Saturday, February 17, 2018

Review: Anne Bonney by Phillip Thomas Tucker

Anne Bonny the Infamous Female Pirate
Phillip Thomas Tucker's "Anne Bonny the Infamous Female Pirate" is one of the more even-handed portrayals of Anne - her life, her times, her piratical activities, her end - that I have read in a long time.


We are given a real sense of the times despite a lack of documentation - afterall, many of those involved in piracy operated under aliases and in secrecy, and did not leave a written account, and very few survived to tell their tales. Even Anne did not leave an account of her life, preferring to retire into obscurity.

Anne was first portrayed "as a psychological female maniac cursed with a homicidal temper and unstoppable rage .." in Captain Johnson's book on pirates published a few years after she was captured and imprisoned (c.1724).

But what led Anne to a life of piracy is the question. From the scandal of her parent's relationship and her early childhood in Ireland, to her arrival in Charles Town where her father sought a new life (c.1708), Anne's refusal to bend and submit, saw her embark on an ill-fated marriage to Jim Bonny. When life Charles Town became too stifling, the couple fled to the Caribbean (c.1718) where a life of piracy - for Jim at least - seemed the easiest way to make a living.

It would be her meeting of Calico Jack Rackman (1719) that would see Anne embark on her "career" as a pirate - all for her love of a man. In the end, it would be the courageous actions of two women, who led the final hopeless last stand before their capture (1720).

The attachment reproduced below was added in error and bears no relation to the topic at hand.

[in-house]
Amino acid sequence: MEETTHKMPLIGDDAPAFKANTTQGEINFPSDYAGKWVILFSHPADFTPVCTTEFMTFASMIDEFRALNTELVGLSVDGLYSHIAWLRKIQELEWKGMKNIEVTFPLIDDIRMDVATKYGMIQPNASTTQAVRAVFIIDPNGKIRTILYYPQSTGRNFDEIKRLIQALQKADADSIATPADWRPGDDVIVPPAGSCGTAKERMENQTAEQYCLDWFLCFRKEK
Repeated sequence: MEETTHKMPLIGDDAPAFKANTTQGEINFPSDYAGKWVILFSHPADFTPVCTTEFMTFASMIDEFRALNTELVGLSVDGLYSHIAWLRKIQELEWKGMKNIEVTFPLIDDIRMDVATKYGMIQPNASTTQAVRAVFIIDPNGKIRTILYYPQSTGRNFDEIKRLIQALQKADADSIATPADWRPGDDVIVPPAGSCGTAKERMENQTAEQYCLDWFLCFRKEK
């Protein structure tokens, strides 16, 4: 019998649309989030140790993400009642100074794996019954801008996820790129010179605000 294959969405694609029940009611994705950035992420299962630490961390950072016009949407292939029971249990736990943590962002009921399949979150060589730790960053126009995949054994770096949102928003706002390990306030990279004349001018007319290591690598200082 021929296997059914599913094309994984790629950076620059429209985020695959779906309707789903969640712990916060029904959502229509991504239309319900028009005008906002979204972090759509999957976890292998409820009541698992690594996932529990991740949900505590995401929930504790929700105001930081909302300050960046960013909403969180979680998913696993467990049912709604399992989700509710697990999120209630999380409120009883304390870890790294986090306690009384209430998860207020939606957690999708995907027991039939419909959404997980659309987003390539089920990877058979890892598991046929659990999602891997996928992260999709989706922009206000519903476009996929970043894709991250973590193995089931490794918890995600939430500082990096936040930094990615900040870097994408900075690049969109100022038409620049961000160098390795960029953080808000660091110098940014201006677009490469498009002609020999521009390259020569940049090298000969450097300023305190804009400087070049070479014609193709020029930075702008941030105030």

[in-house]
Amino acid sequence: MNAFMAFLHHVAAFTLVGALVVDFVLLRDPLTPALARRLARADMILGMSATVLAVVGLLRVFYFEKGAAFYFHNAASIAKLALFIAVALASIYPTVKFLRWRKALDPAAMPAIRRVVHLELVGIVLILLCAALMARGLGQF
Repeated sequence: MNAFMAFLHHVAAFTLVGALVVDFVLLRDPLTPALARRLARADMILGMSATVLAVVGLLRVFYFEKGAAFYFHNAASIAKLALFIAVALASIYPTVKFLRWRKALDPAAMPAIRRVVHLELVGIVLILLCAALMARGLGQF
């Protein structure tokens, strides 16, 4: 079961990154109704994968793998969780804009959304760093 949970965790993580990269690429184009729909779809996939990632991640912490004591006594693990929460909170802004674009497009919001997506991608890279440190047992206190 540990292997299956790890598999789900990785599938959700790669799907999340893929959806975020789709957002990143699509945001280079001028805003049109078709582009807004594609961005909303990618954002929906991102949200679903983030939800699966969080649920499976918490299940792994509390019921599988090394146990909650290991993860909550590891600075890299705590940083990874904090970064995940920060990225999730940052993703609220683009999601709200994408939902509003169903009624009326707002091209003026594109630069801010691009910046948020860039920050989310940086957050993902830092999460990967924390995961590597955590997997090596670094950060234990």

What is implied from Anne's trial, which drew much publicity, was that both she and Mary Read "... had been sentenced to death to pay for the crimes and sins of all those successful pirates who had come before her ...". She was 22.

As a glimpse into the world of piracy that is far from either whimsical or fantastical, then this conveys the harsh realities of piracy which saw over 400 pirates hanged in a ten year period. Tucker's aim was " .. to present a corrective view ..." of Anne's story, which I felt he achieved.

read more:
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  • A General History of the Pyrates by Daniel Dafoe
  • A General History of the Robberies and Murders of the Most Notorious Pirates by Charles Johnson
  • Bold in Her Breeches: Women Pirates Across the Ages by Jo Stanley
  • The Pirate Trial of Anne Bonny and Mary Read by Tamara J. Eastman and Constance Bond
  • Iron Men, Wooden Women: Gender and Seafaring in the Atlantic World, 1700-1920 by Margaret S. Creighton and Lisa Norling
  • The Republic of Pirates: Being the True and Surprising Story of the Caribbean Pirates and the Man Who Brought Them Down by Colin Woodard
  • Under the Black Flag: The Romance and the Reality of Life Among the Pirates by David Cordingly
and for something a little more tongue in cheek, one of my all time favourites - "The Pyrates" by George MacDonald Fraser.

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